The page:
News

Reflections of the future

A letter from the Winnipeg Health Region

BY ARLENE WILGOSH
Winnipeg Health Region President & CEO
Wave, Summer 2011


Arlene Wilgosh

Opportunities have such a powerful way of shaping our lives.

I often think about the opportunity I had during my high school days working as a candy striper at the local hospital in Minnedosa. Twice a week, I'd pull on my pink-and-white striped uniform, lace up my white runners, and visit the patients. I loved being a part of that environment. It had a huge impact on my life. The purpose of the work and the people I encountered ignited the desire in me to become a nurse.

It's because of that job as a candy striper back in my teenage years that I decided to pursue a career in nursing after graduation. That opportunity set the foundation for my future and still resonates with me today.

I recently pulled out my original candy striper pin during a visit with a group of Grade 9 students at the Pan Am Clinic. They were taking part in an orientation for the Medical Careers Exploration Program (MCEP), a one-of-a-kind program that grew from a partnership between the Winnipeg Health Region and the Winnipeg School Division.

On this particular day, students from Winnipeg's inner-city schools - some with tattoos, multiple piercings and even spiked blue hair - were trying out an array of diagnostic, rehabilitation and simulation equipment that was on hand. While making their rounds through the various stations, the 38 teens from Children of the Earth, General Wolf, Hugh John MacDonald and Sir Isaac Newton high schools quietly considered a possible future of their own in health care, and whether or not they'd be one of the 12 students selected for this unique internship program.

Over the course of three years in high school, each participant must complete nearly 200 hours of classroom and hands-on education specifically created for this program. During various internships at Pan Am Clinic and Health Sciences Centre, students are given the opportunity to learn directly from surgeons, nurses, physiotherapists, technologists, pharmacists and other health-care professionals.

The students you see on the cover of this issue of Wave - Mercedes Henrikson, Lorelei Everett, Brandan Campbell and Dakota Campbell - are the very first group of graduates of the Medical Careers Exploration Program. They were part of the inaugural class in 2007 and successfully completed the three-year program this past June.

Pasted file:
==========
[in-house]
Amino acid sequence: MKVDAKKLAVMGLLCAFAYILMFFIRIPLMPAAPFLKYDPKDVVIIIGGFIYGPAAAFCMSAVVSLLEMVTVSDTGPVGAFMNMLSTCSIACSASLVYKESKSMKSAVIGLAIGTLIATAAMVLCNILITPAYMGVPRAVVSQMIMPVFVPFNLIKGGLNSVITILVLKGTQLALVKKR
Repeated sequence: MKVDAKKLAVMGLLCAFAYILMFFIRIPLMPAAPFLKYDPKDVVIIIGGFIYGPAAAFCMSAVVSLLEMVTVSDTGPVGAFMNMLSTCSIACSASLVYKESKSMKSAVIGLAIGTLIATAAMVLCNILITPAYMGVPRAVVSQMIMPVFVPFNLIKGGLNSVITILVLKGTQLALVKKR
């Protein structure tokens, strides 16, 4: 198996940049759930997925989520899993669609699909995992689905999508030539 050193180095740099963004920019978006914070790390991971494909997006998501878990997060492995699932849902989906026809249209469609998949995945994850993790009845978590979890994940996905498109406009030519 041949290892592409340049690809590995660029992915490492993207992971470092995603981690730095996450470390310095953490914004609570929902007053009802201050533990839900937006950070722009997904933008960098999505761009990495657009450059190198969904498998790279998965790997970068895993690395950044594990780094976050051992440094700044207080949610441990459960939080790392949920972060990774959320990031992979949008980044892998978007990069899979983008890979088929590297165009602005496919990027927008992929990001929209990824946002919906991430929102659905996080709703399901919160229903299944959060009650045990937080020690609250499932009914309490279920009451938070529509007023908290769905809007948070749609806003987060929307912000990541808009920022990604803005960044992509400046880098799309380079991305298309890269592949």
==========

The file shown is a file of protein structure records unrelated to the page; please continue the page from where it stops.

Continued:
They are a reflection of the future of health care in this province. They symbolize hope for more health-care workers in the Region and for more opportunities for Aboriginal youth. And these opportunities are important.

Right now, less than three per cent of the workforce in the Winnipeg Health Region (2.8 per cent) is Aboriginal, yet it is estimated that Aboriginal people make up about 13.6 per cent of the province's population and 8.6 per cent of the population living in Winnipeg.

Clearly, we need to better align these numbers, and the MCEP is one way we are trying to do just that. Through the MCEP and other programs, we are working to create a more diverse workforce, one that better represents the makeup of our community. And that, in turn, will support our efforts to make health-care services more accessible and available to all members of our community.

Of course, MCEP didn't just happen by accident. In fact, it is a wonderful example of the good things that can be achieved through community partnerships.

In this case, the Region's Dr. Wayne Hildahl, who is the founder and Chief Operating Officer of the Pan Am Clinic, partnered with Lorne Belmore, Principal of Children of the Earth School. Together they worked with other people in the Region and the Winnipeg School Division to create this unique program.

As you will read in the story that begins on page 20 of this issue, the curriculum for MCEP was specifically designed to prepare students for a future in medicine, with a focus on the skills needed to do well in postsecondary education.

But no matter what career they choose, the students enrolled in the program come out of it with a solid education. They have a higher level of academic skills, critical thinking and confidence. As Rina Whitford, a teacher at Children of the Earth, points out, "Even if they don't go into a health-care career, they are still very well-educated and can go on to university or college."

While the five graduates from the inaugural class are already on a path to a brighter future, there are many others waiting in the wings and poised for success, thanks to this innovative program.

It was a real pleasure meeting some of the potential future graduates during that recent visit to Pan Am Clinic. And it gives me a sense of pride to be part of an organization that is involved in such a worthwhile program that was created right here in Winnipeg. I can't wait to see what the future holds for these bright new students, thanks to a truly amazing opportunity.

Wave: Summer 2011

About Wave

Wave is published six times a year by the Winnipeg Health Region in cooperation with the Winnipeg Free Press. It is available at newsstands, hospitals and clinics throughout Winnipeg, as well as McNally Robinson Books.

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